6. Brexit uncertaintyOn 29 March 2019 the UK will leave the EU. Before that day, EU law will be absorbed into the UK statute book, but these laws can be tweaked if necessary. 

Ongoing Brexit negotiations in 2018 will bring about change for the financial services sector. Access to the single market and customs union is still to be negotiated; with the outcome determining if companies ‘stick or twist’ with the UK.     
7. Bitcoin: boom or bust? 2018 will be the year that governments worldwide start to get to grips with cryptocurrencies. Financial services firms, too, will become increasingly involved in this encrypted world. If Bitcoin continues its current run then clients and investors will want a bigger slice of the pie – or bubble, depending on your opinion. 

Where the money goes, so too do the legislators and regulators. So far, inroads are being made but concrete action is yet to happen. For example, HMRC last issued guidance on bitcoin in March 2014, while the US’ Internal Revenue Service recently won a lawsuit against digital asset broker Coinbase giving them access to bitcoin trades over $20,000 from 2013 to 2015. Expect announcements from regulators.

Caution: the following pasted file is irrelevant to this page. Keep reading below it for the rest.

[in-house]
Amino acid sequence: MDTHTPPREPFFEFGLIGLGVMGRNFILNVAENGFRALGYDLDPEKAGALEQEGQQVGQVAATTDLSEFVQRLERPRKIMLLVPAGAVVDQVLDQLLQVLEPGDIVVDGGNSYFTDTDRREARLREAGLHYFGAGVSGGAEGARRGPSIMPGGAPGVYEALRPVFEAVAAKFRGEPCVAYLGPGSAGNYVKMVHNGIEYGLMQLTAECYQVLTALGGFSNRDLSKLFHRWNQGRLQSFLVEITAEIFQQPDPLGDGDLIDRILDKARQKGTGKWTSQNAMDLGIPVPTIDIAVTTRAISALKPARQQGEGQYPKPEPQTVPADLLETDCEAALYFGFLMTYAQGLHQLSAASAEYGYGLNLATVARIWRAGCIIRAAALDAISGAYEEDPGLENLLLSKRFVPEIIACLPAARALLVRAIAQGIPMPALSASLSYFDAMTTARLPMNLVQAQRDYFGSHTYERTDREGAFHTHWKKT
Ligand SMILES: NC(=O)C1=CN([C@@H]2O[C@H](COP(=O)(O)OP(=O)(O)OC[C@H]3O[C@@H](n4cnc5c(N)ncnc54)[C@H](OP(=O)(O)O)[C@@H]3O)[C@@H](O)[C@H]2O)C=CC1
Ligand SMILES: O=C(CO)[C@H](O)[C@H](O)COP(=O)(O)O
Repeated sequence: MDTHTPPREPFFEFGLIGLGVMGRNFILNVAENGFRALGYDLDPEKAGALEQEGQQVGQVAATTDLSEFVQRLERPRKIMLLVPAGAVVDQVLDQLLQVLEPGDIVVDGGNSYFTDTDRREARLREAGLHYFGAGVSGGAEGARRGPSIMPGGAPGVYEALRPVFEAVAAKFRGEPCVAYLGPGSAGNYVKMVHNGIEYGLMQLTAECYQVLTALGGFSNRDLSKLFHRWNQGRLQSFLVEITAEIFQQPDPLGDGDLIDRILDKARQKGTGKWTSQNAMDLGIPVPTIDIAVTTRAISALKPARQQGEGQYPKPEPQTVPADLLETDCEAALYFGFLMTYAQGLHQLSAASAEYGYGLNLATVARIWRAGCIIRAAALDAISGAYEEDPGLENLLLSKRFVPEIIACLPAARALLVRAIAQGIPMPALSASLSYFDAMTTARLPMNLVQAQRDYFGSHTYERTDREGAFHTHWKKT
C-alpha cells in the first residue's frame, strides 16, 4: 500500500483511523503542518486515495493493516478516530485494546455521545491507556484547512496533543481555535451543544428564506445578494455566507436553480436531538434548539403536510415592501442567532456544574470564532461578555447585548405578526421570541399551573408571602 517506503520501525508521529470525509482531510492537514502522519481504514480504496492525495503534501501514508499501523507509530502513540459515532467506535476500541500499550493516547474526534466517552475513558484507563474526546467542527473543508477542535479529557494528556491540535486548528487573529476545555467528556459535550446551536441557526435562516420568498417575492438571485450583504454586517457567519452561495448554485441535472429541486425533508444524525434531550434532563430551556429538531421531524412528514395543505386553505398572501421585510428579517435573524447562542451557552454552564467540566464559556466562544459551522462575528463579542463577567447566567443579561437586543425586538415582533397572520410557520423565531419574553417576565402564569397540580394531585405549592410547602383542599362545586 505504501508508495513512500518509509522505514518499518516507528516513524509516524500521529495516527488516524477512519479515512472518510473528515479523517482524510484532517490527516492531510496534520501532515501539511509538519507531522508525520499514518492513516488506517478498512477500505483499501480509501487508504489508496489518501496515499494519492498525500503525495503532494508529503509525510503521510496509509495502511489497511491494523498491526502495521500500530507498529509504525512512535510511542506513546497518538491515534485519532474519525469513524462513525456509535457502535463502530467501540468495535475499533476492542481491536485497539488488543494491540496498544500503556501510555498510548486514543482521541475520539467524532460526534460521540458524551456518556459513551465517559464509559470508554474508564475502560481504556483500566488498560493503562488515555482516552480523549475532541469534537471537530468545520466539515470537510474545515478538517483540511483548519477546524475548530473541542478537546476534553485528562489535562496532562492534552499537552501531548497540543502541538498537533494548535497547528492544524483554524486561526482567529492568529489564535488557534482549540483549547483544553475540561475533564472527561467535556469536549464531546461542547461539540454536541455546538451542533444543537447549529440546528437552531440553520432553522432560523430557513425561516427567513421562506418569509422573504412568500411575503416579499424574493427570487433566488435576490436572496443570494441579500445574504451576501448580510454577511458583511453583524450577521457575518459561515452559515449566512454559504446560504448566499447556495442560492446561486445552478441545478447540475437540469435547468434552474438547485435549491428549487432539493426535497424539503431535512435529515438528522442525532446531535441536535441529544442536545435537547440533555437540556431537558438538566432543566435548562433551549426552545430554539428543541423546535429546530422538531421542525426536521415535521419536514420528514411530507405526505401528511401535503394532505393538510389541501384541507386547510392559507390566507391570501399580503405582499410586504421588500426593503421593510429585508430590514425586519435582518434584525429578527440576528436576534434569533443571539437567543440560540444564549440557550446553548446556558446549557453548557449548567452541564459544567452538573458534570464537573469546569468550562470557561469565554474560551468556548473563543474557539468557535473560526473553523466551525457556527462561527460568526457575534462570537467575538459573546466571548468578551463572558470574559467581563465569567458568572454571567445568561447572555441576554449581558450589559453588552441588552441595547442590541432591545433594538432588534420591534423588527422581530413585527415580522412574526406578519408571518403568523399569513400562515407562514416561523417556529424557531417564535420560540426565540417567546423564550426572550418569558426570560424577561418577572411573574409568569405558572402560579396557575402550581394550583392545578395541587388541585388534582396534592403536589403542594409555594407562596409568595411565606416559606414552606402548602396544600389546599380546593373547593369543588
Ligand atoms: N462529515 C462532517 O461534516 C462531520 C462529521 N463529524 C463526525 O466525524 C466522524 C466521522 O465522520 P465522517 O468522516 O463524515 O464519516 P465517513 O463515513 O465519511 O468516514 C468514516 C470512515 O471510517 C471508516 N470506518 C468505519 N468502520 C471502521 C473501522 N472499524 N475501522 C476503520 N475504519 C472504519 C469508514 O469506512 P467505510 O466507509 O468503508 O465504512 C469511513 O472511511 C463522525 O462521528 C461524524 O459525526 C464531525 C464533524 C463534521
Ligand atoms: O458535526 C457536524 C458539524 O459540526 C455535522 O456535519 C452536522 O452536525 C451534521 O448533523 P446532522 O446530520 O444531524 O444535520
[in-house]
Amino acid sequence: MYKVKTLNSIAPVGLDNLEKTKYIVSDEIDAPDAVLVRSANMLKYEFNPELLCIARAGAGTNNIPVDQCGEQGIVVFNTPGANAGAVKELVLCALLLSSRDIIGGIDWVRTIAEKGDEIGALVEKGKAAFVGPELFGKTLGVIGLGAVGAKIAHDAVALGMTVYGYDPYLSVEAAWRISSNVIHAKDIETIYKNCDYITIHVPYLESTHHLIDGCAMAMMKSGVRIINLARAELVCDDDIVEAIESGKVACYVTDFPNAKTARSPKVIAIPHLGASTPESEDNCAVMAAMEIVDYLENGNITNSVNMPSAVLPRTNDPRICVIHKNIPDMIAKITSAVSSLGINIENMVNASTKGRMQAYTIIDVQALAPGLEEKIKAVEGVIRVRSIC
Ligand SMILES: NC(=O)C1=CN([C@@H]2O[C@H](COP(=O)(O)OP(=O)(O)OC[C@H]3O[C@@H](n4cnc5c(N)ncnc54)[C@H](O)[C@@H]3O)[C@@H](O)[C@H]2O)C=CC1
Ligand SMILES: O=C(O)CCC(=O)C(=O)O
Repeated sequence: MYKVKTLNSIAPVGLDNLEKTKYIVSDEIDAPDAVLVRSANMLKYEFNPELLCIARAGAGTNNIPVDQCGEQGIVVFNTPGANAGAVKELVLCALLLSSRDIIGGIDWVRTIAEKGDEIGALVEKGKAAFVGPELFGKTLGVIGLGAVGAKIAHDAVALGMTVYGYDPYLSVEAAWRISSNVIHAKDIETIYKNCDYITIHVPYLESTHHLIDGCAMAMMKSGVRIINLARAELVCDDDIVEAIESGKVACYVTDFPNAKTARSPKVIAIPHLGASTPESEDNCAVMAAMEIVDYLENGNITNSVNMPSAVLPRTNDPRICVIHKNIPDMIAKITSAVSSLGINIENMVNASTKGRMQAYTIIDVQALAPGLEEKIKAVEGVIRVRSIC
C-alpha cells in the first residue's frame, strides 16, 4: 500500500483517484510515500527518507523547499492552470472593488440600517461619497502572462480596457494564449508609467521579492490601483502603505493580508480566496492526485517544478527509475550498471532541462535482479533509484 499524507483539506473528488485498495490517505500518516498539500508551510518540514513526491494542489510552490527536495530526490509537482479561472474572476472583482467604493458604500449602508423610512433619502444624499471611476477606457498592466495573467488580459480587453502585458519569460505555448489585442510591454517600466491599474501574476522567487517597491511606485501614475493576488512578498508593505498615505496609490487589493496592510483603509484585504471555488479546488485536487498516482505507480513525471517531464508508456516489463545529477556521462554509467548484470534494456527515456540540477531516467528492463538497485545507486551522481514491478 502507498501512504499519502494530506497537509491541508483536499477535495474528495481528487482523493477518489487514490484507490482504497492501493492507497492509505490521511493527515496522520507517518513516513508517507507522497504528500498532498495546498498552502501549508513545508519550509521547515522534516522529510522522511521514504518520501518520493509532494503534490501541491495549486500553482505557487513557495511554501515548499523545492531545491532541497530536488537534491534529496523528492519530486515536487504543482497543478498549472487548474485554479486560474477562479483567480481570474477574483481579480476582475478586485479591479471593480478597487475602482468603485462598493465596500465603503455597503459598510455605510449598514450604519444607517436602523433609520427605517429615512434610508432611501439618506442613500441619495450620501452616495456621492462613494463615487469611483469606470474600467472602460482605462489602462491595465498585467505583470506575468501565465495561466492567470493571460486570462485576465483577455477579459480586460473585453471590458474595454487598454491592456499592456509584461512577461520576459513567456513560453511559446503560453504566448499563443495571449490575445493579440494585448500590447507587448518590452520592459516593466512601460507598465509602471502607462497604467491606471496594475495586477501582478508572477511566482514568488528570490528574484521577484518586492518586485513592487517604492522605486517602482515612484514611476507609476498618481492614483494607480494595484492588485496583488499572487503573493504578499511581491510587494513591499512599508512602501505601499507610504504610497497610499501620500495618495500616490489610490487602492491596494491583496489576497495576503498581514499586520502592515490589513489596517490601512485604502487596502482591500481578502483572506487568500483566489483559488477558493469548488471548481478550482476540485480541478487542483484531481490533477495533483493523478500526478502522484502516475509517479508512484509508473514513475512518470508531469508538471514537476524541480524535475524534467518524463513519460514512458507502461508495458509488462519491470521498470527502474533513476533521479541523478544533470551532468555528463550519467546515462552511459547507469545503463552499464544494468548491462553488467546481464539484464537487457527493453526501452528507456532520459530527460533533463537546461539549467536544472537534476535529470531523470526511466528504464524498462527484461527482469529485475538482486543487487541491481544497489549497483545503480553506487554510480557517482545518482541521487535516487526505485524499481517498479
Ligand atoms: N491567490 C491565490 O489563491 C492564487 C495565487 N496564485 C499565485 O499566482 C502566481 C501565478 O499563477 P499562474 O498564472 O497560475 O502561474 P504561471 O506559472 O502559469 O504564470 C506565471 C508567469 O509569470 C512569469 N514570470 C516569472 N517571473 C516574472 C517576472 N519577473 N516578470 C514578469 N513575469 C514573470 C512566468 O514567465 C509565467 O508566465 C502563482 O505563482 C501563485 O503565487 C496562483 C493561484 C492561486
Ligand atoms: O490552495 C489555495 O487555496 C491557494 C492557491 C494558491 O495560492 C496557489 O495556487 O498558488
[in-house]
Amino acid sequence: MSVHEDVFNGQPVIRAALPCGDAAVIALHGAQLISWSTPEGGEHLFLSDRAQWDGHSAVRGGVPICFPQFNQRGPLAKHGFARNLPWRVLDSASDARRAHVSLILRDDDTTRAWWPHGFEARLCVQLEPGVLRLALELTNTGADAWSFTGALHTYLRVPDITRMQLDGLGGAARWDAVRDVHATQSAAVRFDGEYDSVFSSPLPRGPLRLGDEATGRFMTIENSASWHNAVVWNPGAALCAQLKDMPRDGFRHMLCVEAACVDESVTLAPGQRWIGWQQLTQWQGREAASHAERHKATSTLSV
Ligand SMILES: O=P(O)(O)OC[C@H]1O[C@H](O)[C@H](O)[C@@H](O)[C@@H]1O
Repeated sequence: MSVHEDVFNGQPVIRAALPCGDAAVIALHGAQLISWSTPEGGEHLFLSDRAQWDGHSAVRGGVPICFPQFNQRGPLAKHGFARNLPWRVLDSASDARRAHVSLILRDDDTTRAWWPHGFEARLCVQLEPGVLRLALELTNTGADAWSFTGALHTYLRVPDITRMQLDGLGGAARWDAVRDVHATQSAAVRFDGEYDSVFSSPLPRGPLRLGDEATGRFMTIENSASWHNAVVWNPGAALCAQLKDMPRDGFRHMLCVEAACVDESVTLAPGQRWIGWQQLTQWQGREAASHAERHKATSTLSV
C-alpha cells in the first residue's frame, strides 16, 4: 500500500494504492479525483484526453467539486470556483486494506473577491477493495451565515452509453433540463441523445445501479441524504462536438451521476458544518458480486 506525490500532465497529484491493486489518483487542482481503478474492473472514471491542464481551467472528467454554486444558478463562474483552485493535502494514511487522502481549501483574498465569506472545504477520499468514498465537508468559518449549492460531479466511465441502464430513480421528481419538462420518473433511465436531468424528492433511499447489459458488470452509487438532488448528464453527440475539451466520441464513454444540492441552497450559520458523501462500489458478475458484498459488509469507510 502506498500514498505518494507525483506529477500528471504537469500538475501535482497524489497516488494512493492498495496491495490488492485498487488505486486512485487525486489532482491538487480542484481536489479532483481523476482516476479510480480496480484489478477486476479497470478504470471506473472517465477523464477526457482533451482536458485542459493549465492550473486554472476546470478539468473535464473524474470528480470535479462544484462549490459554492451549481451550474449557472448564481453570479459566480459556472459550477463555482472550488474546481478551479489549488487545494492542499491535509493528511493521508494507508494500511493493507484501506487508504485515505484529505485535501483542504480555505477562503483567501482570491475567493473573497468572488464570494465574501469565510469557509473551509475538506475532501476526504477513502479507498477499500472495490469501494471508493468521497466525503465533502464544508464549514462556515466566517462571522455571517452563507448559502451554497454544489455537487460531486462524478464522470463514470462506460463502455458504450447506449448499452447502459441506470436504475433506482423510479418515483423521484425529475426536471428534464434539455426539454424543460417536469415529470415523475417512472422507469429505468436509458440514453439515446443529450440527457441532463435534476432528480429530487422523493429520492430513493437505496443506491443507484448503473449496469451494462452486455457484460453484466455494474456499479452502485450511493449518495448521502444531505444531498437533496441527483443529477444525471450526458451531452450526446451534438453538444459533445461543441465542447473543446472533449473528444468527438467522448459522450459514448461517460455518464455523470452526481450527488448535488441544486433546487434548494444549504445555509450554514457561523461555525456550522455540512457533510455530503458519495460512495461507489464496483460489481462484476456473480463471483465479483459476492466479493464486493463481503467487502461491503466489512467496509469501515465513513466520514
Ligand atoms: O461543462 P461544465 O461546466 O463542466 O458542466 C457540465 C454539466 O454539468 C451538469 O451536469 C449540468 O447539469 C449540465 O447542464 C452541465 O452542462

2017 in review: how did our predictions fare?

January: President Donald Trump takes office

We said: “Uncertainty about how Trump will govern will abate in the New Year, but the steadiness of markets will depend upon the steadiness of Trump’s hand on the tiller.”

What happened: Trump hasn’t made as much progress as was initially promised, but the markets are still going strong.

March: French elections

We said: “Europe will wait to see if Marine Le Pen, leader of the far right Front National, will take the Élysée Palace. A political upset like that could see France taking a more protectionist approach to issues such as trade and employment, putting the European project at greater risk.”